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I Core collapse of a supernova: the "void" left by the collapsed core?

  1. May 31, 2018 #1
    When core collapse occurs, a ~10000km diameter core of the star collapses into neutron star or a black hole. Let's look at NS case here: the resulting neutron star is on the order of 20 km across.

    And this happens in a few seconds.

    The upper layers of the star cannot immediately fall onto the NS in just a second. Effectively, the collapsed core must be leaving an Earth-sized "void" where it used to be.

    It won't be really empty: there won't be a sharply defined spherical surface dividing the core and the rest. The picture should be something like this, if we freeze "core just collapsed" star in time: the surface of the star and many hundreds of thousands of kilometers of upper layers didn't feel a thing yet, but somewhere about 5000-10000km distance from the center the density suddenly starts to decrease, and the gas is no longer stationary - it falls inward. And then there is ~20km diameter ultra-dense, ultra hot ball of neutrons in the center.

    This should result in some interesting dynamics wrt release waves on the inner surface of the "void" and radiative pressure on its walls. As gas from the surface expands inward, it exerts an outward pressure on the upper layers.

    And newly formed neutron star has a tremendous luminosity, on the order of 10^19 solar. Radiation pressure alone is not negligible from it, but just like in a thermonuclear bomb, even larger effect should be that this light from NS (gamma rays really) should heat up the walls of the "void", causing gas from the walls to expand inward faster, which increases outward pressure.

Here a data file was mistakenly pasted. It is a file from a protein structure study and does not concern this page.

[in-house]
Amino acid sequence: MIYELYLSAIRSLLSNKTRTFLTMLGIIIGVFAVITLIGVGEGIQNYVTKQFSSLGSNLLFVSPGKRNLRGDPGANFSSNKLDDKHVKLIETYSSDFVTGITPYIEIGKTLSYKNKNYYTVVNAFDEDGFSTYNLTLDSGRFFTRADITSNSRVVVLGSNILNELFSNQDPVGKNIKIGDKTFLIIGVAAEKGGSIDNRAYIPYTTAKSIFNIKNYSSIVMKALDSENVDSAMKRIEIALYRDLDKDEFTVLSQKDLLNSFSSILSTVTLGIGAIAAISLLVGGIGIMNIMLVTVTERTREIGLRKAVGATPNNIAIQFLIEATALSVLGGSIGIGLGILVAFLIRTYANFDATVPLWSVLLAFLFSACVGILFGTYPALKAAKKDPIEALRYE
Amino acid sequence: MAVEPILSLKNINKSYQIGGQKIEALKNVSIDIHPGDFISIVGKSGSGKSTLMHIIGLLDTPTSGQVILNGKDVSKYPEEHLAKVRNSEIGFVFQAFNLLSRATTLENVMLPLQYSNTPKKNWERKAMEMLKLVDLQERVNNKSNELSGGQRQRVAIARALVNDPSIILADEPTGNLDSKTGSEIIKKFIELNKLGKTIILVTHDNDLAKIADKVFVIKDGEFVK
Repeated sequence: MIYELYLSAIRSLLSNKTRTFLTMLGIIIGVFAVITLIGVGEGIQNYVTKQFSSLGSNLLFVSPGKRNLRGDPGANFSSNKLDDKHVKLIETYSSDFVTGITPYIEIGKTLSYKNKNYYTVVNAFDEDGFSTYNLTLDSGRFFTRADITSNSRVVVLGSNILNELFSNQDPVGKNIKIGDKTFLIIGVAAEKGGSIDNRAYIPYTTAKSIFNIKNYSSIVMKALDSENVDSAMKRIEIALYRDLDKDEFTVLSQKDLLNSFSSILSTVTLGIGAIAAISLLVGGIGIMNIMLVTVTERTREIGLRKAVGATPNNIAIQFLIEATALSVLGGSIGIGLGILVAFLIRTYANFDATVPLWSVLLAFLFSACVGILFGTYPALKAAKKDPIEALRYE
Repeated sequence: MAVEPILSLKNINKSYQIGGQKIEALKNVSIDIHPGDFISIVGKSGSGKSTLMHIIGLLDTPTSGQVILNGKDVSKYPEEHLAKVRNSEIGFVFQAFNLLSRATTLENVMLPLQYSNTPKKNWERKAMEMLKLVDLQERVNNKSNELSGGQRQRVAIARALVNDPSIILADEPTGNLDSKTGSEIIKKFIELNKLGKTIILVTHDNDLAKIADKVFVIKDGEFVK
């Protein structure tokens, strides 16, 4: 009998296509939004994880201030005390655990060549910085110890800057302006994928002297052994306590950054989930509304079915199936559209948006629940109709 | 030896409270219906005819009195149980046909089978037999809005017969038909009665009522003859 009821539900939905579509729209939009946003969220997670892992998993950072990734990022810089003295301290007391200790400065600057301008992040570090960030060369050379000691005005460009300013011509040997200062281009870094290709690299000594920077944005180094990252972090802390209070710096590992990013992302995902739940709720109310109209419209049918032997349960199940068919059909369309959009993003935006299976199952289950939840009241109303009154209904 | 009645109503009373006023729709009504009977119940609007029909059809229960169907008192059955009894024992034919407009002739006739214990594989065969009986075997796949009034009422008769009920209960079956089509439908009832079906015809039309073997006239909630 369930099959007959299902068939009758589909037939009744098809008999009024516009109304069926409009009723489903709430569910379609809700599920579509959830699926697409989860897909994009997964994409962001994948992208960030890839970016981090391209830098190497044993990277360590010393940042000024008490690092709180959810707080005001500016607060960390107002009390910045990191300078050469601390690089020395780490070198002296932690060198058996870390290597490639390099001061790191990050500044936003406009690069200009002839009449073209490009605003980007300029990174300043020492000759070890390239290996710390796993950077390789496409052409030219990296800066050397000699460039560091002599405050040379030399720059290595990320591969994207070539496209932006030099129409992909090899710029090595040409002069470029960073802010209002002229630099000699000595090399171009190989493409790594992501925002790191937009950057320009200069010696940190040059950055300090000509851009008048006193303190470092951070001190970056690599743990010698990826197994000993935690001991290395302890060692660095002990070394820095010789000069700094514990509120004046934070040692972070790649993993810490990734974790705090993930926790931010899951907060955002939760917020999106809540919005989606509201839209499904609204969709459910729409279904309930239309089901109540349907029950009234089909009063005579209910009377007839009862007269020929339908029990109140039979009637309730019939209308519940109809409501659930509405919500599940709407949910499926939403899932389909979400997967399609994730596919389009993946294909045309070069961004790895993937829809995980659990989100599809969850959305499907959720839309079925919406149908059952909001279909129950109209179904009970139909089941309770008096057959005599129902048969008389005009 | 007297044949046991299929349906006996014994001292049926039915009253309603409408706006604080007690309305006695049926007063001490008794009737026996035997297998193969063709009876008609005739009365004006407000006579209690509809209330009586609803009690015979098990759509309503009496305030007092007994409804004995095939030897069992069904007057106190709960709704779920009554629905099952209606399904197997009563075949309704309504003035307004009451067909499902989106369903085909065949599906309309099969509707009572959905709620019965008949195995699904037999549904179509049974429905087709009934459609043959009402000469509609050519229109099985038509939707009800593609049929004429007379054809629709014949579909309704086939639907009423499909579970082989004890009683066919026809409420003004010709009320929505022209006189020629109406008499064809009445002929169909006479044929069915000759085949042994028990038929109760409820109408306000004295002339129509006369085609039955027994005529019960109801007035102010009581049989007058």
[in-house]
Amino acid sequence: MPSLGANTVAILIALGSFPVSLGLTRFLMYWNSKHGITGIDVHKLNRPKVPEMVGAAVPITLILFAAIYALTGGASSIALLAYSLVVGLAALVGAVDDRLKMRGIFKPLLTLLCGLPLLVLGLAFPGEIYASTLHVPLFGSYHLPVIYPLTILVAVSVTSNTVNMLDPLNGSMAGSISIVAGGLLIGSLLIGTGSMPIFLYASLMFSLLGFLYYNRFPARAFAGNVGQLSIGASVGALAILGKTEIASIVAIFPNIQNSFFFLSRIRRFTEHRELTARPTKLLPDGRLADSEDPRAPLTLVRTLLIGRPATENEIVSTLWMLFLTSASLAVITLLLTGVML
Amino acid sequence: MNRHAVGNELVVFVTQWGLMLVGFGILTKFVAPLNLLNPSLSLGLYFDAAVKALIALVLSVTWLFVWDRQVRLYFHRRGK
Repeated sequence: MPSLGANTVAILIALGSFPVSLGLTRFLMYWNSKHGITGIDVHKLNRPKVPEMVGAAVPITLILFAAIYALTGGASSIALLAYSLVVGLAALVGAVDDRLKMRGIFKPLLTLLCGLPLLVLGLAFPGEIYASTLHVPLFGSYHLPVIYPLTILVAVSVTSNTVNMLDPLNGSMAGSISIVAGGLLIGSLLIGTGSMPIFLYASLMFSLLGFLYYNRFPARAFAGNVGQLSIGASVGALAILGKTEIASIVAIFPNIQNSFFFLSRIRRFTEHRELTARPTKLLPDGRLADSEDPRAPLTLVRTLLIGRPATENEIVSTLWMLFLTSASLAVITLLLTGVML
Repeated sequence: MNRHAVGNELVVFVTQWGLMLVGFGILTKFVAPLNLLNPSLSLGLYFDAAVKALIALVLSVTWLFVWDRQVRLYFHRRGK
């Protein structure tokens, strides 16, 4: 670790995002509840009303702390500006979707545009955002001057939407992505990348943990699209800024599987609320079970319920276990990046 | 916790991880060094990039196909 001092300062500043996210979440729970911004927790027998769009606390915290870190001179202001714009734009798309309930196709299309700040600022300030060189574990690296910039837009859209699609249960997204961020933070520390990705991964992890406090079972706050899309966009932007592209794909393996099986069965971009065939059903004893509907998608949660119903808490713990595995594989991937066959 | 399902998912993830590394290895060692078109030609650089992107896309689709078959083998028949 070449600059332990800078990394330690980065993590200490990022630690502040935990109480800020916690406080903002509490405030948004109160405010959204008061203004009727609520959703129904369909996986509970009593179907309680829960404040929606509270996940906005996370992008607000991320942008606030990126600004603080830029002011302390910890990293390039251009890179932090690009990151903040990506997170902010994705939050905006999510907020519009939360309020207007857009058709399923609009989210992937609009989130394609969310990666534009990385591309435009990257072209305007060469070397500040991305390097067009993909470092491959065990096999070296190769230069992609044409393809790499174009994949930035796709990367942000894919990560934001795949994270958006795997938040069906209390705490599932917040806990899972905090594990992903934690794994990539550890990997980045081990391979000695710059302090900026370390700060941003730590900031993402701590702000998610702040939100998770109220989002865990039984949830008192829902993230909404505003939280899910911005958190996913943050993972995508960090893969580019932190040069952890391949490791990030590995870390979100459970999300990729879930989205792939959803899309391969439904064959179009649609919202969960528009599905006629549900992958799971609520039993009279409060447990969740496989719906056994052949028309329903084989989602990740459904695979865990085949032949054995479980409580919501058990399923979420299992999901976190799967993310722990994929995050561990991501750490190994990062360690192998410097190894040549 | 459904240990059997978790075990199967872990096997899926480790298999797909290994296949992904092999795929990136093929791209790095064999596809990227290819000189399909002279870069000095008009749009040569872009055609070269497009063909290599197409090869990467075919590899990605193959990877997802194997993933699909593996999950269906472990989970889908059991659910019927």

Has this been modeled in the supernova simulations? (I suppose it was - I can't be the first one to think about it...)
     
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  3. May 31, 2018 #2

    phyzguy

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    Of course it has been modeled. There is a whole industry of people working on these simulations, with probably thousands of papers. When the free falling outer layers hit the dense neutron star core (called a "proto-neutron star" in the literature), they bounce and drive a shock wave back out into the star outer layers. Historically the (mostly 1D) simulations show that this shock wave stalls due to the rush of infalling outer material and the star fails to explode. Despite more than 20 years of work, I think it is still not completely clear what drives the explosion. The pressure of the huge flux of outgoing neutrinos is part of the answer, and doing the simulations in 3D rather than 1D or 2D is more likely to result in an explosion because apparently the explosion is not even close to being spherically symmetric. If you Google
    "core collapse supernova simulations" you will find more stuff than you can read.
     
  4. May 31, 2018 #3
    Bouncing off a neutron star means rising from a surface with about 10 billion G surface gravity. No wonder it's not that efficient.

    It looks to me that a (another?) shock may be generated: a shock may be created by the photons impinging on the wall of the "void" left by just-collapsed core. This "wall" is not significantly moving yet, and it is dense (compared to the "void"), thus it will absorb EM radiation from NS, heat up and try to expand. It can easily expand inwards (because the "void" is below it). This will create a reaction force, like in rocket engine, pushing even higher layers outward. Newly born neutron star has a very high EM luminosity, right?
     
  5. May 31, 2018 #4

    phyzguy

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  6. May 31, 2018 #5
    Thanks! Excellent. Exactly what I looked for!

    According to the article, the idea they pursue is that the shock propagates in the material which falls on the proto-neutron star. The difficulty is that it does not work with simple calculations, and scientists work on making the calculations which account for more factors, use smaller grids, do not simplify to 1D or 2D, etc.